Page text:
I often return to the scene of the murder…the gut-wrenching memories of the photographer, the investigators circled around the bloody corpse, forensics being collected in baggies – maybe the worst day of my life. The victim? Mr. SG&A….better known as…my friend, my brother, my confidant…Johnny Commission. RIP Brotha.
The arrest was made, but the jury rendered a not guilty verdict…again. Weird thing is, I’m not even mad at the murderer, as she was just doing her job – after all, she’s a highly paid assassin. She never kills out of passion, or jealousy, rage, or envy. She kills for the money. She says the same thing every time on the witness stand and she always seem to find a technicality that sets her free – can’t identify the murder weapon.
Wall Street gets away with yet another murder – hung jury!
Software companies traditionally have HUGE margins – more than almost any other industry. However, like any industry, Wall Street likes to go after the “weak fawn” in the business model. For us, it’s SG&A. And…a large portion of SG&A is…you got it…commissions. Control this line item in your EBITDA, and Wall Street makes a software company rich. Here were the 3 potential murder weapons presented in the trial – you be the judge:
- Enter exhibit A, Your Honor – SaaS. Most of the big money I’ve made in my career has come from a simple notion – incent customers to buy now based on their growth model for the future. When SaaS came on the scene, one of its foundational principles was to allow customers to only buy what they need…when they need it. Moreover, SaaS revenue is recognized ratably, meaning over a 3-year period vs. the perpetual model of recognition upon signing. Translation, your commission is now paid over time. 2 strikes against the software seller.
- Enter exhibit B, Your Honor – No Innovation. In 1995, a company called Siebel Systems created a whole new sector in software – CRM (customer relationship management). It was good for everyone – mainly software sellers. Siebel took off like wild-fire, and as such, had to entice sellers with higher commission rates. This led to the industry increasing their commission over-all to keep their best people. Today…innovation has slowed down…almost to a complete stop. Existing software firm CFOs know this…and commissions have substantially dropped accordingly.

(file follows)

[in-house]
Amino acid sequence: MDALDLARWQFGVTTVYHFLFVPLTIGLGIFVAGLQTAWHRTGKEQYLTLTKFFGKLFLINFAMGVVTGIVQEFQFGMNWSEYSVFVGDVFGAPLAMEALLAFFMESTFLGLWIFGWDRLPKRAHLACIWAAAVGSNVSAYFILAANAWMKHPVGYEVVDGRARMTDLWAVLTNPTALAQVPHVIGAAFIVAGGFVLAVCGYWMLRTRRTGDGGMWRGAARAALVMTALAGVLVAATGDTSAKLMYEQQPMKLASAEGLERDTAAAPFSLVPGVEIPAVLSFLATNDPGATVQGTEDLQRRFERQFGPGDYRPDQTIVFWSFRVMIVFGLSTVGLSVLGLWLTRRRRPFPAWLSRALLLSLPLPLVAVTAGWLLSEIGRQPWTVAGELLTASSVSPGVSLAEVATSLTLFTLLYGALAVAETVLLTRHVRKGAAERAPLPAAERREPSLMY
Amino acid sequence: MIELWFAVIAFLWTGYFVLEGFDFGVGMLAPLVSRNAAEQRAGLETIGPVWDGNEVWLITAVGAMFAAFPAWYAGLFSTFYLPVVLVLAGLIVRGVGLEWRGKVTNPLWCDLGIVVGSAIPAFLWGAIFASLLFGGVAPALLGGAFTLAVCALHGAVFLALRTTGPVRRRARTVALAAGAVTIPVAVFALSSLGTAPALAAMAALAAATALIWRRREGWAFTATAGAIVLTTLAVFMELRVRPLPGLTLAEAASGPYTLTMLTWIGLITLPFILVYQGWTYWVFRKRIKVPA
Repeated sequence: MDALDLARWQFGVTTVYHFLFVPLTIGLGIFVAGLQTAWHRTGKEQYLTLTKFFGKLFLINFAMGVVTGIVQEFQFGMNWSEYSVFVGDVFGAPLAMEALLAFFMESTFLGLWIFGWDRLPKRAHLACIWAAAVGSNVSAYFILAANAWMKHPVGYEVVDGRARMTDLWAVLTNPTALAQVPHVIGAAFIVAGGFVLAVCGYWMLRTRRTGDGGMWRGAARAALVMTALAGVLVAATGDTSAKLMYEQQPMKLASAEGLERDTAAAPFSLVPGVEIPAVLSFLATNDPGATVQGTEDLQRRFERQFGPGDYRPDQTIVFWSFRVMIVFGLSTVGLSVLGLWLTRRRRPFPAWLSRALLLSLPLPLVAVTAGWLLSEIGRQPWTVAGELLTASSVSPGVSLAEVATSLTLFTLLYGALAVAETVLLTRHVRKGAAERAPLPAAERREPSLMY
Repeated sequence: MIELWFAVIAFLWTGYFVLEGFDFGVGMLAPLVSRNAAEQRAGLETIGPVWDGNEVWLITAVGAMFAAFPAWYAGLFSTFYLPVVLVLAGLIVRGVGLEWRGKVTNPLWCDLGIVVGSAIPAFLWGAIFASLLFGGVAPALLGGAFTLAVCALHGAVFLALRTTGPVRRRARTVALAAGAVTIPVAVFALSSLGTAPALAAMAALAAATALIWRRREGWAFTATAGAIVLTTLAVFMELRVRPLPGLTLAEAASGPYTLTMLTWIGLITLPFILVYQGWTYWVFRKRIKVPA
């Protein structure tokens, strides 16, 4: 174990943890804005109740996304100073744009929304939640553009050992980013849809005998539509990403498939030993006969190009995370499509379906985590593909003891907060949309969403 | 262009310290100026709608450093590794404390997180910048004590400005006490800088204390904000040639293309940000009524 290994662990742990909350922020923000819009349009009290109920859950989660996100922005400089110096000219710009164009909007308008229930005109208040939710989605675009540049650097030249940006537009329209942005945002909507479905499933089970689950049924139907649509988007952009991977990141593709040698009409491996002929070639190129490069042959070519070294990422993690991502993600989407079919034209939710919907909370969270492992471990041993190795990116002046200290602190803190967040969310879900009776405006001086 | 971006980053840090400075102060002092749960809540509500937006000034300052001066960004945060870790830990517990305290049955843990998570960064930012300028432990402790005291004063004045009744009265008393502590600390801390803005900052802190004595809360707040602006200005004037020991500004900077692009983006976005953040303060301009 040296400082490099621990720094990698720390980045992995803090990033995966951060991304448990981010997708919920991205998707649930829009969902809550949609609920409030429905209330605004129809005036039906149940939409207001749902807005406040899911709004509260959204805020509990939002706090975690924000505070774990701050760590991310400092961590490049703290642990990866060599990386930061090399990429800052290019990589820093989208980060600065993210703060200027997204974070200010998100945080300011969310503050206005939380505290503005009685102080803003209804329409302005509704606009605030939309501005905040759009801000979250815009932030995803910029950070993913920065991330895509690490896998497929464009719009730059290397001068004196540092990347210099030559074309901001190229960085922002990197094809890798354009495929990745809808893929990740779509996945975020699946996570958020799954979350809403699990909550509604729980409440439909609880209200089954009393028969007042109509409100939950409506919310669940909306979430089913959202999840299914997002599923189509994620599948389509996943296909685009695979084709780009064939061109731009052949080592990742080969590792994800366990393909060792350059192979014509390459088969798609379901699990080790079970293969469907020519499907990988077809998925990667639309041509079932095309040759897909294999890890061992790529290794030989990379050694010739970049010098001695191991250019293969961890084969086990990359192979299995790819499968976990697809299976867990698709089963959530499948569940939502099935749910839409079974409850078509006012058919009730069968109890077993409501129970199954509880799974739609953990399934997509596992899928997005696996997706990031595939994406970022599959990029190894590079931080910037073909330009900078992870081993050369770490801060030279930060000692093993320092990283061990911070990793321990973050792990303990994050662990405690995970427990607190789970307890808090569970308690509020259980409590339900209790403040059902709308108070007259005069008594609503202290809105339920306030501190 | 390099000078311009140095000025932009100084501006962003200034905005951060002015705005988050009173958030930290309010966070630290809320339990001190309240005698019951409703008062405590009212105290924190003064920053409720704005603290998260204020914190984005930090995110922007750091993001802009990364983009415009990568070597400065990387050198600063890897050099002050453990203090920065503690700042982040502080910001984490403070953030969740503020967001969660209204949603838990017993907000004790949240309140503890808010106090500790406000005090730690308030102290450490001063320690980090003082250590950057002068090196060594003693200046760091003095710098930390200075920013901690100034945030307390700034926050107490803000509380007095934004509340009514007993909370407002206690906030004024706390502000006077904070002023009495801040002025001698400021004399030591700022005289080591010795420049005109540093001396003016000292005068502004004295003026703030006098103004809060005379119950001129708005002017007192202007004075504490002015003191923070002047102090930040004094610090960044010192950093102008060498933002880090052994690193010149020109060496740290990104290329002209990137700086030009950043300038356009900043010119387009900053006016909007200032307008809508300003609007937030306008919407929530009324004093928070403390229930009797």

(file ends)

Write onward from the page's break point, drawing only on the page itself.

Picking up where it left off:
- Enter exhibit C, Your Honor – Educated Buyers. Selling software today is much different than 20 years ago. Some might argue that’s because software is less complex, therefore requires less events…leading to commoditization (President Bush word). I think it’s due to the proliferation of the Internet’s role in helping customers make informed decisions coupled with their buying experience. To find a buyer that has never bought software today would be a unicorn. Different than 20 years ago, most companies have hundreds if not thousands of software packages deployed. Buyers are smarter, wiser, and know how to sift through the elongated cycles, sales tricks, and over-buying. Less complicated sales cycles require less skilled sellers. This has led to a drop in pay.
Not sure if identifying the murder weapon changes the outcome of the trial or not, as Wall Street seems to always win the jurors over with her charm. Either way, there’s been another murder, and I’m in mourning.